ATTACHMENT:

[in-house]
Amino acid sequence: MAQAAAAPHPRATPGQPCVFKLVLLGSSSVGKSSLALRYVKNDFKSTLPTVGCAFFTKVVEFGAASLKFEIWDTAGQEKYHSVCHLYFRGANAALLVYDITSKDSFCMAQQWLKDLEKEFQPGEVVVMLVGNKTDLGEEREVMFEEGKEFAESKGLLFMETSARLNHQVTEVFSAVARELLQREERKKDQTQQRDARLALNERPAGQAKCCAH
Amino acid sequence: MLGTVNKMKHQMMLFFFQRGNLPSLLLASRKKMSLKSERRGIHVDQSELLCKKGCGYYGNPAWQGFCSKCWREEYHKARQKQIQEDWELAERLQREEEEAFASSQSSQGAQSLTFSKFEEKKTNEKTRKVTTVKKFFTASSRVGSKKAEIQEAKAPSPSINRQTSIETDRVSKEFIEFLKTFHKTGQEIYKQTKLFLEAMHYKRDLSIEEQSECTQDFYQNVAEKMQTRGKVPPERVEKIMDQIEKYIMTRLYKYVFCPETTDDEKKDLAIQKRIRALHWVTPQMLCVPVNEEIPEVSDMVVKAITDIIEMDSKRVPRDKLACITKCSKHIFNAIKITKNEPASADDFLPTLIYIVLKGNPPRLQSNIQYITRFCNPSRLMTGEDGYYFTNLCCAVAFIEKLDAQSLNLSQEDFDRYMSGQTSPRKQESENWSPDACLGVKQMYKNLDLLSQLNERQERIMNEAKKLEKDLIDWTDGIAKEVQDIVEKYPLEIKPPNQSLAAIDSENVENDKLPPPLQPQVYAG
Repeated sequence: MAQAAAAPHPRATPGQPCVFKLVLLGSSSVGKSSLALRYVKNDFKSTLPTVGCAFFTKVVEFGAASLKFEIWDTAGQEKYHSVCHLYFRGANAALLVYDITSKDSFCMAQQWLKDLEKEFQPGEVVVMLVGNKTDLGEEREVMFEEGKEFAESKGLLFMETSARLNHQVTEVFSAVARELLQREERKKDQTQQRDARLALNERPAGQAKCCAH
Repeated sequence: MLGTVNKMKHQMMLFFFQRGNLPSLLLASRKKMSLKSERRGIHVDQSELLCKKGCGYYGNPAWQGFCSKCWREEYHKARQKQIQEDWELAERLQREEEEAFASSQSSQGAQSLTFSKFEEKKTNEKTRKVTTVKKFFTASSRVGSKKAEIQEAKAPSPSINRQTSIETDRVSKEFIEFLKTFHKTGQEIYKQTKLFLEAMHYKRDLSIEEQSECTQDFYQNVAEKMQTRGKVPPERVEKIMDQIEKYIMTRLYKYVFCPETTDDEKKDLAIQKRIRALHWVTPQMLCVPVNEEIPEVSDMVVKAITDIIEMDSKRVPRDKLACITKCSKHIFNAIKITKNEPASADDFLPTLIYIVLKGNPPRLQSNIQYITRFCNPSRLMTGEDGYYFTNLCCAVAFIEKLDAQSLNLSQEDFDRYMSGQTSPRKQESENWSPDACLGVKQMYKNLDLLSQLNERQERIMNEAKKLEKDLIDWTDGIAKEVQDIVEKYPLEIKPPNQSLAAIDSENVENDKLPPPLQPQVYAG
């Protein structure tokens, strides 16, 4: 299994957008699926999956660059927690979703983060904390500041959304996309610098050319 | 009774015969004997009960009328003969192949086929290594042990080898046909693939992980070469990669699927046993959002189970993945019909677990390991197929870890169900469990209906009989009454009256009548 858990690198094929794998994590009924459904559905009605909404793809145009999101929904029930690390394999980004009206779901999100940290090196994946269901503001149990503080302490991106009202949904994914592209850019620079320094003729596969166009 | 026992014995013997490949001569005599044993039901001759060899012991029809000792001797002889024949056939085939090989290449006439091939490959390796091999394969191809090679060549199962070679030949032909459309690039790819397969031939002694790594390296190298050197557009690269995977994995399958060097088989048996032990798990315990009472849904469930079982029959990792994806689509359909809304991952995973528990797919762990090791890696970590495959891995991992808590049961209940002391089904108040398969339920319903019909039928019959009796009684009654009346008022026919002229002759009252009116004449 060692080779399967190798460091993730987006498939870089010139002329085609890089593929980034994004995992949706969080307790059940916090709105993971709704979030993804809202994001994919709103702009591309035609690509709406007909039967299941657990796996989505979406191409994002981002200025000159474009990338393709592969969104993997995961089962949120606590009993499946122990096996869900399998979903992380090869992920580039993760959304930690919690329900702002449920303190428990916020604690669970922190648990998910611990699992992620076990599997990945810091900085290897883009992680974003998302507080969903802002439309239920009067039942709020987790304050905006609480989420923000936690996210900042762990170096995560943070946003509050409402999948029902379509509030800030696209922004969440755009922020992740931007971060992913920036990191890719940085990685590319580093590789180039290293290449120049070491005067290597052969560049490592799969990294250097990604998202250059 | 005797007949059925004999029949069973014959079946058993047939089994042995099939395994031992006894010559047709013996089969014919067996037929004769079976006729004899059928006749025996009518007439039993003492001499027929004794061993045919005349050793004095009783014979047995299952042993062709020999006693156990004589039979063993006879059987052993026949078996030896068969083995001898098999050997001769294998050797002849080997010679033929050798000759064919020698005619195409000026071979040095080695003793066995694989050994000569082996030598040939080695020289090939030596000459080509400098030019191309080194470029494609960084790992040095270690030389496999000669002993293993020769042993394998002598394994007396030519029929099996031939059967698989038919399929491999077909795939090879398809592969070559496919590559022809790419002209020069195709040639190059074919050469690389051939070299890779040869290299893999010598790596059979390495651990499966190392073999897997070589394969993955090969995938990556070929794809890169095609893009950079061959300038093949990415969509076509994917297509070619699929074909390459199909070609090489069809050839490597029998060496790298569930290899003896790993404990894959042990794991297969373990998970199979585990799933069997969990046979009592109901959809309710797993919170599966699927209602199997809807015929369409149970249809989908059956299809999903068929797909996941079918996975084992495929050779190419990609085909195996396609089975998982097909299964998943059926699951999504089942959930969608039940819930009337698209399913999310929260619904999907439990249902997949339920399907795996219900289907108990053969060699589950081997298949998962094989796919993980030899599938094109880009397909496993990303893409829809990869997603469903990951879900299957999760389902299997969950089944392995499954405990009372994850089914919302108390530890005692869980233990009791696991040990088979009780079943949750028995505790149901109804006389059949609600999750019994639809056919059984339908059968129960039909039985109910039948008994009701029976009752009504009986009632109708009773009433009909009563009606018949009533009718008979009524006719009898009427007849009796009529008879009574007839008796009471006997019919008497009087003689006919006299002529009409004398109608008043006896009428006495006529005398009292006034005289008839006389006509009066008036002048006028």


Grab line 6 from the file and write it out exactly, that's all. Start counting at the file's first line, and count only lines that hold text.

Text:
């Protein structure tokens, strides 16, 4: 299994957008699926999956660059927690979703983060904390500041959304996309610098050319 | 009774015969004997009960009328003969192949086929290594042990080898046909693939992980070469990669699927046993959002189970993945019909677990390991197929870890169900469990209906009989009454009256009548 858990690198094929794998994590009924459904559905009605909404793809145009999101929904029930690390394999980004009206779901999100940290090196994946269901503001149990503080302490991106009202949904994914592209850019620079320094003729596969166009 | 026992014995013997490949001569005599044993039901001759060899012991029809000792001797002889024949056939085939090989290449006439091939490959390796091999394969191809090679060549199962070679030949032909459309690039790819397969031939002694790594390296190298050197557009690269995977994995399958060097088989048996032990798990315990009472849904469930079982029959990792994806689509359909809304991952995973528990797919762990090791890696970590495959891995991992808590049961209940002391089904108040398969339920319903019909039928019959009796009684009654009346008022026919002229002759009252009116004449 060692080779399967190798460091993730987006498939870089010139002329085609890089593929980034994004995992949706969080307790059940916090709105993971709704979030993804809202994001994919709103702009591309035609690509709406007909039967299941657990796996989505979406191409994002981002200025000159474009990338393709592969969104993997995961089962949120606590009993499946122990096996869900399998979903992380090869992920580039993760959304930690919690329900702002449920303190428990916020604690669970922190648990998910611990699992992620076990599997990945810091900085290897883009992680974003998302507080969903802002439309239920009067039942709020987790304050905006609480989420923000936690996210900042762990170096995560943070946003509050409402999948029902379509509030800030696209922004969440755009922020992740931007971060992913920036990191890719940085990685590319580093590789180039290293290449120049070491005067290597052969560049490592799969990294250097990604998202250059 | 005797007949059925004999029949069973014959079946058993047939089994042995099939395994031992006894010559047709013996089969014919067996037929004769079976006729004899059928006749025996009518007439039993003492001499027929004794061993045919005349050793004095009783014979047995299952042993062709020999006693156990004589039979063993006879059987052993026949078996030896068969083995001898098999050997001769294998050797002849080997010679033929050798000759064919020698005619195409000026071979040095080695003793066995694989050994000569082996030598040939080695020289090939030596000459080509400098030019191309080194470029494609960084790992040095270690030389496999000669002993293993020769042993394998002598394994007396030519029929099996031939059967698989038919399929491999077909795939090879398809592969070559496919590559022809790419002209020069195709040639190059074919050469690389051939070299890779040869290299893999010598790596059979390495651990499966190392073999897997070589394969993955090969995938990556070929794809890169095609893009950079061959300038093949990415969509076509994917297509070619699929074909390459199909070609090489069809050839490597029998060496790298569930290899003896790993404990894959042990794991297969373990998970199979585990799933069997969990046979009592109901959809309710797993919170599966699927209602199997809807015929369409149970249809989908059956299809999903068929797909996941079918996975084992495929050779190419990609085909195996396609089975998982097909299964998943059926699951999504089942959930969608039940819930009337698209399913999310929260619904999907439990249902997949339920399907795996219900289907108990053969060699589950081997298949998962094989796919993980030899599938094109880009397909496993990303893409829809990869997603469903990951879900299957999760389902299997969950089944392995499954405990009372994850089914919302108390530890005692869980233990009791696991040990088979009780079943949750028995505790149901109804006389059949609600999750019994639809056919059984339908059968129960039909039985109910039948008994009701029976009752009504009986009632109708009773009433009909009563009606018949009533009718008979009524006719009898009427007849009796009529008879009574007839008796009471006997019919008497009087003689006919006299002529009409004398109608008043006896009428006495006529005398009292006034005289008839006389006509009066008036002048006028």